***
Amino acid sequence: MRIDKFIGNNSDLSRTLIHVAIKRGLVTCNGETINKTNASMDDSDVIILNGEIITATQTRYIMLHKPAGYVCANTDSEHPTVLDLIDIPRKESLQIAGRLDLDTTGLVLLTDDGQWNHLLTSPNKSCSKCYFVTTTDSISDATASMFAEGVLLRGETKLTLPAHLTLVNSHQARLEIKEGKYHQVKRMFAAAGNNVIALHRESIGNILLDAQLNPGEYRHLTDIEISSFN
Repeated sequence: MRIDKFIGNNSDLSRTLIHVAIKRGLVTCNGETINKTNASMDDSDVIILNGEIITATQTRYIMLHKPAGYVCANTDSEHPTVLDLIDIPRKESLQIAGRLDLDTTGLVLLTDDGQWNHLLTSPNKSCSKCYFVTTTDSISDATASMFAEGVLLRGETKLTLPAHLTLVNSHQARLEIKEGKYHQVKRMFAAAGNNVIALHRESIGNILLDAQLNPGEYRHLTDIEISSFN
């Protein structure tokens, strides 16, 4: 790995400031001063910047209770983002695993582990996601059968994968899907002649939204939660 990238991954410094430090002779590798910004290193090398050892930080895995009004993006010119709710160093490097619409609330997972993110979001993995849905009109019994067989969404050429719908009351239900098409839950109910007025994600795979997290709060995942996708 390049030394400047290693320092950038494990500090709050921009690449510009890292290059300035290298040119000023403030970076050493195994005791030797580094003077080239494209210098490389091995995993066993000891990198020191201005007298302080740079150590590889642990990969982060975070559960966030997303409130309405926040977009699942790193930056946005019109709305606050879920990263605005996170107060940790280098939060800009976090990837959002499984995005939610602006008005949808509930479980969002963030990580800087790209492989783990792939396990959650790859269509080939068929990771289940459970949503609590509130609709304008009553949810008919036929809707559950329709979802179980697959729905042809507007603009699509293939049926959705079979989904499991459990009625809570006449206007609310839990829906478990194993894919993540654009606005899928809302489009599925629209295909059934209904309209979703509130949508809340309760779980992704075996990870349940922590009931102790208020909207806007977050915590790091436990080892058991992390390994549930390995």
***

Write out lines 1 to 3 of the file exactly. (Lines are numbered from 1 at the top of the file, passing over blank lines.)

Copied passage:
Amino acid sequence: MRIDKFIGNNSDLSRTLIHVAIKRGLVTCNGETINKTNASMDDSDVIILNGEIITATQTRYIMLHKPAGYVCANTDSEHPTVLDLIDIPRKESLQIAGRLDLDTTGLVLLTDDGQWNHLLTSPNKSCSKCYFVTTTDSISDATASMFAEGVLLRGETKLTLPAHLTLVNSHQARLEIKEGKYHQVKRMFAAAGNNVIALHRESIGNILLDAQLNPGEYRHLTDIEISSFN
Repeated sequence: MRIDKFIGNNSDLSRTLIHVAIKRGLVTCNGETINKTNASMDDSDVIILNGEIITATQTRYIMLHKPAGYVCANTDSEHPTVLDLIDIPRKESLQIAGRLDLDTTGLVLLTDDGQWNHLLTSPNKSCSKCYFVTTTDSISDATASMFAEGVLLRGETKLTLPAHLTLVNSHQARLEIKEGKYHQVKRMFAAAGNNVIALHRESIGNILLDAQLNPGEYRHLTDIEISSFN
């Protein structure tokens, strides 16, 4: 790995400031001063910047209770983002695993582990996601059968994968899907002649939204939660 990238991954410094430090002779590798910004290193090398050892930080895995009004993006010119709710160093490097619409609330997972993110979001993995849905009109019994067989969404050429719908009351239900098409839950109910007025994600795979997290709060995942996708 390049030394400047290693320092950038494990500090709050921009690449510009890292290059300035290298040119000023403030970076050493195994005791030797580094003077080239494209210098490389091995995993066993000891990198020191201005007298302080740079150590590889642990990969982060975070559960966030997303409130309405926040977009699942790193930056946005019109709305606050879920990263605005996170107060940790280098939060800009976090990837959002499984995005939610602006008005949808509930479980969002963030990580800087790209492989783990792939396990959650790859269509080939068929990771289940459970949503609590509130609709304008009553949810008919036929809707559950329709979802179980697959729905042809507007603009699509293939049926959705079979989904499991459990009625809570006449206007609310839990829906478990194993894919993540654009606005899928809302489009599925629209295909059934209904309209979703509130949508809340309760779980992704075996990870349940922590009931102790208020909207806007977050915590790091436990080892058991992390390994549930390995």